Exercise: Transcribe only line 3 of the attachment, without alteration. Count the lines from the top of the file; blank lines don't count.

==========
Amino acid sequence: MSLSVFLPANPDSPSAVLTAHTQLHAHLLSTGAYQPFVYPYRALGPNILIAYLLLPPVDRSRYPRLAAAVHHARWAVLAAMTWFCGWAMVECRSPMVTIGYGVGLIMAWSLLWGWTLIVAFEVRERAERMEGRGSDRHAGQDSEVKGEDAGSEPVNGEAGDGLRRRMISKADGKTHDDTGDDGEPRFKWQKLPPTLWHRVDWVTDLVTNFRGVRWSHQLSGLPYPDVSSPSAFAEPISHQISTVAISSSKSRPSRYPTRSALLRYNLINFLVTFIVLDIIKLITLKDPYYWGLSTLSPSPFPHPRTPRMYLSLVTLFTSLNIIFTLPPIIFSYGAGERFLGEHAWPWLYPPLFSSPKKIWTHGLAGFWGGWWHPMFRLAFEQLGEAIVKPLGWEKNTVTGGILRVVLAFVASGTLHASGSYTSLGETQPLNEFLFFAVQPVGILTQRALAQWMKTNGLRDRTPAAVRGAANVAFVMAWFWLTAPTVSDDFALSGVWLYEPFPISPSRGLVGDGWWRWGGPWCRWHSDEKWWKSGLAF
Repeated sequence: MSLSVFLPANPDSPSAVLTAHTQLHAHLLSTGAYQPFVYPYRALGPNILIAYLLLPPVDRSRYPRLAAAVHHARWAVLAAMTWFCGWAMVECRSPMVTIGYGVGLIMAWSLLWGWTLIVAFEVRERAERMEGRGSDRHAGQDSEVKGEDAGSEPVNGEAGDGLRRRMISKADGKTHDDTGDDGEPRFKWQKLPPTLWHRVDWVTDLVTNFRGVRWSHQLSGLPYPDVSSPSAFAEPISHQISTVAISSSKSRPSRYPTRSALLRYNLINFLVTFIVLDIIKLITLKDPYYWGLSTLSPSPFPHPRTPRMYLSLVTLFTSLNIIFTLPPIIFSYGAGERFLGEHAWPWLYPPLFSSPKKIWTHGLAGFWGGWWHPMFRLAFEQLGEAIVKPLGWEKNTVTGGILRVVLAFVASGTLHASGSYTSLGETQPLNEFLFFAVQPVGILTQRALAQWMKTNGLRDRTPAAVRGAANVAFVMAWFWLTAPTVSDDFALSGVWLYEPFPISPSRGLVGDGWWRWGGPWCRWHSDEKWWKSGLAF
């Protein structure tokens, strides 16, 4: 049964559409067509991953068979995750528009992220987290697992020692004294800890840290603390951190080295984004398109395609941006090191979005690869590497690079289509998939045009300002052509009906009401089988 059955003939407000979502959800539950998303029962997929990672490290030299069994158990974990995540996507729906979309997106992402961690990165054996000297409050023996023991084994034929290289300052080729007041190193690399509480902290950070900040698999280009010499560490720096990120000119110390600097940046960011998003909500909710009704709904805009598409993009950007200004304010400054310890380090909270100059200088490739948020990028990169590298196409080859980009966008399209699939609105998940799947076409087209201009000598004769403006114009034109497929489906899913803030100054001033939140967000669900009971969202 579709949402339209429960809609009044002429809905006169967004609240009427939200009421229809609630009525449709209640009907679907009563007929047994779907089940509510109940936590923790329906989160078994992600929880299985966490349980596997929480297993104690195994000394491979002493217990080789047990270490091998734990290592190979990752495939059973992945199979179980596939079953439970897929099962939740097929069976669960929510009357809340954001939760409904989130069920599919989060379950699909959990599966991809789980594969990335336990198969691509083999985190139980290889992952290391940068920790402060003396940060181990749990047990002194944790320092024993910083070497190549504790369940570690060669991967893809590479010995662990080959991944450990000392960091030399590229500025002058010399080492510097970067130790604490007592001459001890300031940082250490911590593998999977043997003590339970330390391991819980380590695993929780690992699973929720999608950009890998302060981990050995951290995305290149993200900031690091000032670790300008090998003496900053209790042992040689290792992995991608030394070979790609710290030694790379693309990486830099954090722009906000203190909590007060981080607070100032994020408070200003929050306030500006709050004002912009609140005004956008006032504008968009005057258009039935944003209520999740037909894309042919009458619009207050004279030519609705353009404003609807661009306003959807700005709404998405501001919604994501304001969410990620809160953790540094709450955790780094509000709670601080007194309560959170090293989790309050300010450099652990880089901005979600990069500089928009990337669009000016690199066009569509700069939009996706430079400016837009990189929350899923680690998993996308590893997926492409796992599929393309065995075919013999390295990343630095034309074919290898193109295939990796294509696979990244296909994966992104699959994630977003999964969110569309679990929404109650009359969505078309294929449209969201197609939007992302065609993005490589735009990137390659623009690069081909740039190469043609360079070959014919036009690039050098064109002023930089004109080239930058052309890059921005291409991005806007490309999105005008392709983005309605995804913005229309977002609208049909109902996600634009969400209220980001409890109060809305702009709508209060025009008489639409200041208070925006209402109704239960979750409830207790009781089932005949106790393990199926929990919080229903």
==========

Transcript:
């Protein structure tokens, strides 16, 4: 049964559409067509991953068979995750528009992220987290697992020692004294800890840290603390951190080295984004398109395609941006090191979005690869590497690079289509998939045009300002052509009906009401089988 059955003939407000979502959800539950998303029962997929990672490290030299069994158990974990995540996507729906979309997106992402961690990165054996000297409050023996023991084994034929290289300052080729007041190193690399509480902290950070900040698999280009010499560490720096990120000119110390600097940046960011998003909500909710009704709904805009598409993009950007200004304010400054310890380090909270100059200088490739948020990028990169590298196409080859980009966008399209699939609105998940799947076409087209201009000598004769403006114009034109497929489906899913803030100054001033939140967000669900009971969202 579709949402339209429960809609009044002429809905006169967004609240009427939200009421229809609630009525449709209640009907679907009563007929047994779907089940509510109940936590923790329906989160078994992600929880299985966490349980596997929480297993104690195994000394491979002493217990080789047990270490091998734990290592190979990752495939059973992945199979179980596939079953439970897929099962939740097929069976669960929510009357809340954001939760409904989130069920599919989060379950699909959990599966991809789980594969990335336990198969691509083999985190139980290889992952290391940068920790402060003396940060181990749990047990002194944790320092024993910083070497190549504790369940570690060669991967893809590479010995662990080959991944450990000392960091030399590229500025002058010399080492510097970067130790604490007592001459001890300031940082250490911590593998999977043997003590339970330390391991819980380590695993929780690992699973929720999608950009890998302060981990050995951290995305290149993200900031690091000032670790300008090998003496900053209790042992040689290792992995991608030394070979790609710290030694790379693309990486830099954090722009906000203190909590007060981080607070100032994020408070200003929050306030500006709050004002912009609140005004956008006032504008968009005057258009039935944003209520999740037909894309042919009458619009207050004279030519609705353009404003609807661009306003959807700005709404998405501001919604994501304001969410990620809160953790540094709450955790780094509000709670601080007194309560959170090293989790309050300010450099652990880089901005979600990069500089928009990337669009000016690199066009569509700069939009996706430079400016837009990189929350899923680690998993996308590893997926492409796992599929393309065995075919013999390295990343630095034309074919290898193109295939990796294509696979990244296909994966992104699959994630977003999964969110569309679990929404109650009359969505078309294929449209969201197609939007992302065609993005490589735009990137390659623009690069081909740039190469043609360079070959014919036009690039050098064109002023930089004109080239930058052309890059921005291409991005806007490309999105005008392709983005309605995804913005229309977002609208049909109902996600634009969400209220980001409890109060809305702009709508209060025009008489639409200041208070925006209402109704239960979750409830207790009781089932005949106790393990199926929990919080229903």